Panelists Discuss Local and Global Tourism: Panacea or Placebo?

February 23rd, 2006 by Adam

cruise shipFour panelists will discuss the implications and impacts of tourism and travel as vehicles of globalization and change at 7 p.m. Wednesday, March 15 at the Silver Center for the Arts. The program is presented under the auspices of the Saul O Sidore Lecture Series. This year’s lecture theme is Making Global Connections.

The panelists are PSU professors Grace M. Fraser and Mark J. Okrant, Csaba Miklós Kovacs of Babes-Bolyai University, Romania and Oriol Pi-Sunyer of the University of Massachusetts-Amherst. They will address the perennial question, “Tourism development: for whom, by whom and to what end?” Patrick May, associate professor of geography and environmental planning and chair of the Sidore Committee will moderate the discussion.

Topics will include sustaining the cultural, economic, and environmental character of communities which host tourism, small island developing states (SIDS) and the repercussions of North/South tourism and development, the impact of sea, air, and cruise visitors on the finite resources and cultural integrity of West Indian islands, and the cultural-mythical space that previously little-visited locations have become in their quest to fulfill an image not of what they are but of what tourists imagine them to be.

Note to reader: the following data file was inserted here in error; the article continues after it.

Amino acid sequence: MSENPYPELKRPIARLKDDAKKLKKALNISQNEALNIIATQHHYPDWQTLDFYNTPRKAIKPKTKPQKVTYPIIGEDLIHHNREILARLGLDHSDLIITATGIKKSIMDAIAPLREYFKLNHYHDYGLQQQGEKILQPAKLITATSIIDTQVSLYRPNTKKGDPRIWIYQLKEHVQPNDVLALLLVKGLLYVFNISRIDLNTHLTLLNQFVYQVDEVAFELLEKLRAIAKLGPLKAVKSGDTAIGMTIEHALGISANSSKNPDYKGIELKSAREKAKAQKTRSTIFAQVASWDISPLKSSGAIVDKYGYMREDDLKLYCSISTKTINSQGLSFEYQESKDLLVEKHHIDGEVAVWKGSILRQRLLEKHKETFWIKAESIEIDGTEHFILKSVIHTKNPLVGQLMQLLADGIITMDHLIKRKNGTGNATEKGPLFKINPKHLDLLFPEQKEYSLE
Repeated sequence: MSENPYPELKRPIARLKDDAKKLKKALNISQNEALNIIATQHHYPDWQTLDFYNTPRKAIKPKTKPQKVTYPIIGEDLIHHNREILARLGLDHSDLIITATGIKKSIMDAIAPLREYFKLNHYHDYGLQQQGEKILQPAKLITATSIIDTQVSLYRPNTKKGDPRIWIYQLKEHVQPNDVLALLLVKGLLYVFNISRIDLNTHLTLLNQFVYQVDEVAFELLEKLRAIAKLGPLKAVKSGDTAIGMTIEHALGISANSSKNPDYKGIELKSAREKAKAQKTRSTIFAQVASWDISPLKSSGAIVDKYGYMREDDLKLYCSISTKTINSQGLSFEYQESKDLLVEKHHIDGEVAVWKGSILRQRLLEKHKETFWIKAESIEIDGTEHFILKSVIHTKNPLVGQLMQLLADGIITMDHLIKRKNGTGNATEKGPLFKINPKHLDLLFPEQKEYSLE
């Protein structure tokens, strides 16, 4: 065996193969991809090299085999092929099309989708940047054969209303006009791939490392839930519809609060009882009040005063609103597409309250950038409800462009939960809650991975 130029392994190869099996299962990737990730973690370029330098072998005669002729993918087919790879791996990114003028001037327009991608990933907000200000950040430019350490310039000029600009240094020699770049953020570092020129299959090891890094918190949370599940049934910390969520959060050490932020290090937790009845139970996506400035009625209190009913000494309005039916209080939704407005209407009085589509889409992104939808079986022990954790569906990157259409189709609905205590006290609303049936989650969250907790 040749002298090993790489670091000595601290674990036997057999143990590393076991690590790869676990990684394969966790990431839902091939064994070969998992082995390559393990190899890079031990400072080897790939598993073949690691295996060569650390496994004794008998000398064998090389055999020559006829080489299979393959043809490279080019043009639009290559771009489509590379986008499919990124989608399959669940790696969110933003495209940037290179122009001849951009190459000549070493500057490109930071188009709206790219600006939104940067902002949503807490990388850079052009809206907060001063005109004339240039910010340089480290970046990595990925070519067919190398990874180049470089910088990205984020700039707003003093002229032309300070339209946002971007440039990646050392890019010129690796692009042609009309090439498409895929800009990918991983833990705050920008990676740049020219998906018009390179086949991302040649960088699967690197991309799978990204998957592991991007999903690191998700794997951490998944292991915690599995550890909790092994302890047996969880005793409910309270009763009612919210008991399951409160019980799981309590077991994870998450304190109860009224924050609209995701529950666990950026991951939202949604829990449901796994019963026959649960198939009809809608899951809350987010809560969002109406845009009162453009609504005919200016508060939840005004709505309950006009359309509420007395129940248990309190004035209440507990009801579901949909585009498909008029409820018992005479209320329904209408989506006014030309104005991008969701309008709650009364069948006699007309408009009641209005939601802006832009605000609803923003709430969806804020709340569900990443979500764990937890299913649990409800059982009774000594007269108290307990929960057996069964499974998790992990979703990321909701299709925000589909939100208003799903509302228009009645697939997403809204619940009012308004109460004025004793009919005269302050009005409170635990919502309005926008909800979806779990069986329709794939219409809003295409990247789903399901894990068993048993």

Grace Morth Fraser, associate professor of anthropology-sociology at Plymouth State University, is a cultural anthropologist with research interests in conflict and law, applied anthropology and theories of tourism development and SIDS, and in food and food ways. She has written, lectured, and consulted about contemporary issues, including tourism, in the West Indies and organized PSU’s first ethnographic field school for students on the island of Dominica.

Mark J. Okrant is professor of geography and tourism development, and director of the Institute for New Hampshire Studies at Plymouth State University. He has coordinated tourism research for the State of New Hampshire since 1990, conducted tourism assessments in Aleut and Yupik communities in Alaska, and has presented tourism marketing and planning workshops in Alaska, Canada and Romania. Dr. Okrant was the 1998 recipient of the Association of American Geographers’ John Rooney Award, for excellence in applied tourism research.

Csaba Miklós Kovács studied at Babes Bolyai and at Corvinus University in Budapest. He is assistant professor in the human geography department at Babes-Bolyai University in Romania and has teaching experience in both elementary and higher education. His research includes the geography of tourism and the geography of population.

Oriol Pi-Sunyer is professor of anthropology and director of the Center for Latin American, Caribbean, and Latino Studies at the University of Massachusetts, Amherst. He has conducted archeological and ethnographic fieldwork in Spain, Mexico, Guatemala and Venezuela. His current research focuses on the consequences of tourism for formerly inaccessible areas and societies of southern Mexico.

The Saul O Sidore Lecture Series was established at Plymouth State in 1979 to bring a variety of speakers to the University each year to address the critical political, social and cultural issues and events of our time.

For information call Dr. Patrick May, social science department, (603) 535-2501.

[ED. NOTE: the omission of the period after the middle initial in the Sidore name is not an error. PSU adheres to the wishes of the family in presenting the name in this format.]